Nearly two years ago a group named Occupy Sandy organized an unprecedented response to the unprecedented disaster that was Hurricane Sandy. Occupy Sandy, which was sparked by a few radical activists who knew each other from Occupy Wall Street, accomplished very significant feats for any organization, let alone one that was created ad-hoc and spontaneously in the days immediately following a disaster. Occupy Sandy (OS) dispatched tens of thousands of hot meals, more than 60,000 volunteers and was in the hardest hit areas of New York City, often times before the Red Cross or FEMA arrived and after they left. The efforts of Occupy Sandy signify a qualitatively and quantitatively impressive achievement for the radical political activist community in New York City and the surrounding area and for the “Occupy” social movement more widely. This novel achievement can be an instructive reference for organizers and movement builders of all stripes.
This past spring, Cecily McMillan rode a bus across a bridge to Rikers Island, home of the notorious New York City jail. When the Occupy Wall Street activist was released nearly two months later, she had left her old self behind.
Ever since I wrote a book about Occupy Wall Street, I’ve often found myself being asked, “What happened to Occupy, anyway?” Now, more than two years since the movement faded from the headlines and in the wake of French economist Thomas Piketty’s best-selling diagnosis of economic inequality, the urgency of the question is mounting, not diminishing. The answer is also becoming clearer: The networks of activists that formed in the midst of 2011’s worldwide wave of protest are developing into efforts to create durable economic and political experiments. Rather than focusing on opposing an unjust system, they’re testing ways to replace it with something new.
In 1963, in the British journal Anarchy, a short debate took place on the relationship between anarchist forms of organization and organizational cybernetics. Organizational cybernetics, for those unfamiliar with the term, is often defined as the science of communication and control in organic, mechanical and social systems. While the term might suggest images of high technology and even cyborgs, etymologically it is derived from the Ancient Greek word κυβερνήτης (kyvernítis, or kybernetes), which means ‘steersman’ or ‘pilot’, and referred to the steering of a ship.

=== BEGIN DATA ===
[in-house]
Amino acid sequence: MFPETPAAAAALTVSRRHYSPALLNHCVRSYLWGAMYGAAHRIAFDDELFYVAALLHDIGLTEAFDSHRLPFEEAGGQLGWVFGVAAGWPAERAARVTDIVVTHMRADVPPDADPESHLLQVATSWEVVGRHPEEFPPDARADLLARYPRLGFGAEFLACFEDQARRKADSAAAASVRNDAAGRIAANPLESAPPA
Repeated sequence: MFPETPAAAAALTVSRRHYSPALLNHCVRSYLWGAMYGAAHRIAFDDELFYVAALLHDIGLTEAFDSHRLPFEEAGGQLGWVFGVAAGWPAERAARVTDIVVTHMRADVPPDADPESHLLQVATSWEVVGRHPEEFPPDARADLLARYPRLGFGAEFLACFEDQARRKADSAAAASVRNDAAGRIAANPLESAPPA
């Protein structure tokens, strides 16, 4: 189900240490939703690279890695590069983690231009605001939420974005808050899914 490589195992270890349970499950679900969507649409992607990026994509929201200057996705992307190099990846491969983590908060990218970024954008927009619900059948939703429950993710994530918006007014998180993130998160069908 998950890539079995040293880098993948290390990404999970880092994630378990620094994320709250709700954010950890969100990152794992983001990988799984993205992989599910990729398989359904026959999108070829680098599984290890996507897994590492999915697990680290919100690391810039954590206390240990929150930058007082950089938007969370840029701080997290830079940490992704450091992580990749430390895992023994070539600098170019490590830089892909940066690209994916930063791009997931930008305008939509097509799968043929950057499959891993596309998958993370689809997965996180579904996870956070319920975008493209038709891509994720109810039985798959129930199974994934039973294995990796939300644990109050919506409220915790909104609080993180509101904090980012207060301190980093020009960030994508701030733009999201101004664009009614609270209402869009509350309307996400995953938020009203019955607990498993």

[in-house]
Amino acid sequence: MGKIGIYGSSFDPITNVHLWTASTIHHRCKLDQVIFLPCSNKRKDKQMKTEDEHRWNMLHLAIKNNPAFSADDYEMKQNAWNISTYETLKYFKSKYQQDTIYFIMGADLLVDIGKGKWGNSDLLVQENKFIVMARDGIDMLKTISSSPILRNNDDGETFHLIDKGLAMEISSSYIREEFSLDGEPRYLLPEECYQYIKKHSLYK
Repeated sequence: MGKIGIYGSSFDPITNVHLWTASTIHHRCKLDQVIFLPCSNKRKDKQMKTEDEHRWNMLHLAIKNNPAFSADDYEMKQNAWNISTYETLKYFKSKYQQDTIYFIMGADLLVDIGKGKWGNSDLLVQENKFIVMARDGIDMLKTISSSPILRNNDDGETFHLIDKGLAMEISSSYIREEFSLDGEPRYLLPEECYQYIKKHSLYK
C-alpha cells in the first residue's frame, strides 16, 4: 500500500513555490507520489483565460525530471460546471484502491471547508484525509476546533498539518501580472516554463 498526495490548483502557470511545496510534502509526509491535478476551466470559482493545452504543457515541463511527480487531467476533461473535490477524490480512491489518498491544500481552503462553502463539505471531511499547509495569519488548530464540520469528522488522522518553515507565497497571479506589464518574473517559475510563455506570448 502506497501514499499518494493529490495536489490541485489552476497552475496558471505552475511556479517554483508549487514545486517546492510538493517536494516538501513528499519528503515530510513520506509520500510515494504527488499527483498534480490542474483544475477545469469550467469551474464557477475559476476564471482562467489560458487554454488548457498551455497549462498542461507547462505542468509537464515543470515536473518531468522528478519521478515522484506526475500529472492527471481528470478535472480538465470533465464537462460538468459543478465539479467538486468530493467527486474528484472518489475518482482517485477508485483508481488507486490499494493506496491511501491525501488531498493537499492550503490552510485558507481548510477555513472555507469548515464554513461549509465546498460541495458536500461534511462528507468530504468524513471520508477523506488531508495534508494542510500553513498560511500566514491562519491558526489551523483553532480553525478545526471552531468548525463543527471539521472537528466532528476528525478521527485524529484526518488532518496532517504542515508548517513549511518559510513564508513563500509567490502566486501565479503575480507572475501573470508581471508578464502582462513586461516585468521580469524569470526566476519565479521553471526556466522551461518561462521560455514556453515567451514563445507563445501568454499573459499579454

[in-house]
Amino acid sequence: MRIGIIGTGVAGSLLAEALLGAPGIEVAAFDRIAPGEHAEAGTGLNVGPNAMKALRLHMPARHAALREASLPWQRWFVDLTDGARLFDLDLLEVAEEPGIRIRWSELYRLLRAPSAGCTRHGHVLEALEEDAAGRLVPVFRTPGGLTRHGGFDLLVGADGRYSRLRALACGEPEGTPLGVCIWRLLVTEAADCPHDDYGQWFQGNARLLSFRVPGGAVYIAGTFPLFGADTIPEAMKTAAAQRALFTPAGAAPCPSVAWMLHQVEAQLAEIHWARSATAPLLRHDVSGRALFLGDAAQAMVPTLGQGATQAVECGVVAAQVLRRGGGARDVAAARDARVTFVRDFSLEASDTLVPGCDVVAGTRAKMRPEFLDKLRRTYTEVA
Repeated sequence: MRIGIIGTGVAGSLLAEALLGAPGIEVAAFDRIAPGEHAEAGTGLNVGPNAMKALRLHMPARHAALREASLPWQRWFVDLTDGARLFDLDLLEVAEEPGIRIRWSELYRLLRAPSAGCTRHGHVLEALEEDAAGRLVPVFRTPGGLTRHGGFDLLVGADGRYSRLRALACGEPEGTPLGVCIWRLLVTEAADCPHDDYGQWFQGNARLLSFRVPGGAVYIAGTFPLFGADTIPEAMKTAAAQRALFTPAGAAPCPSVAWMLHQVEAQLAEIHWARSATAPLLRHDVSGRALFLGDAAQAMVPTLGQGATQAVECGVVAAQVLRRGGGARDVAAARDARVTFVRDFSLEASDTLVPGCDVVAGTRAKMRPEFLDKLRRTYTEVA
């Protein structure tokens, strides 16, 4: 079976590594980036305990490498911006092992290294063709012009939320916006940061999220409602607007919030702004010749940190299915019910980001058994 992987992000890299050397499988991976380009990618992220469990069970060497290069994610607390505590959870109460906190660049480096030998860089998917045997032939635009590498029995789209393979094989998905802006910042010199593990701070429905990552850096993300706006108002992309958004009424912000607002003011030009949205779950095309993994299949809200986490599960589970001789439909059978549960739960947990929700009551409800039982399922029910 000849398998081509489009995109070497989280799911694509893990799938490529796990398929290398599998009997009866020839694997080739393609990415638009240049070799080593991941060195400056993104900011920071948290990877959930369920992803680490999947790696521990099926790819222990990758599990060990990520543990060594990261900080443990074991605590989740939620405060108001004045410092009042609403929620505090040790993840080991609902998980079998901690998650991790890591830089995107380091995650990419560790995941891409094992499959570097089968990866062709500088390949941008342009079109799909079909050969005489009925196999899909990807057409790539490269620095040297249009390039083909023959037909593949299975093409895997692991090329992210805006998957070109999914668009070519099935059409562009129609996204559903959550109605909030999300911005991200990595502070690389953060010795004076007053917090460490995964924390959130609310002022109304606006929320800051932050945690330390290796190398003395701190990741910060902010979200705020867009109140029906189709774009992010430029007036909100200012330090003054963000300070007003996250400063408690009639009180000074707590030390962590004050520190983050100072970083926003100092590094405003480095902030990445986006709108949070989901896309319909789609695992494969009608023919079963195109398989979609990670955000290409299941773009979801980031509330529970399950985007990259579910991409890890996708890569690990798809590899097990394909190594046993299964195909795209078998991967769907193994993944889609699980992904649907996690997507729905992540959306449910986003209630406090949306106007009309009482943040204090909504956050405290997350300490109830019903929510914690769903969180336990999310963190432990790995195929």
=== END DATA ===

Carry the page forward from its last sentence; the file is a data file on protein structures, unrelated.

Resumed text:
In any case, calls for One Big Movement, united around a simple common platform with the broadest possible appeal, are fundamentally wrong-headed. This is essentially the same argument that the old establishment Left — some of whom proudly call themselves “verticalists” — have made against the horizontalist direction the Occupy movement has taken.
Occupy Wall Street demonstrator Cecily McMillan has become collateral damage of former Mayor Michael Bloomberg's relentless policing of the group and its protests. And the grotesque unfairness could continue on Monday when the 25-year-old faces a sentence of up to 7 years in prison in a case that also underscores a blow to the right of dissent.
In my Public Eye article “The Right Hand of Occupy Wall Street,” I detail many of the issues related to right-wing and conspiracy theorist participation in the Occupy Wall Street (OWS) movement—including the false attempts by the mainstream right-wing media to “smear” all of Occupy as antisemitic.1 I also show how genuine Far Right—as well as conspiracy and right-libertarian—elements were drawn to Occupy by its critique of finance capital, welcoming of everyone, ambiguous categories (such as “the 99%” and “the 1%”), and use of franchise activism. Partly because of the original “smear,” many progressive activists simply refused to acknowledge the presence and extent of right-wing involvement in Occupy.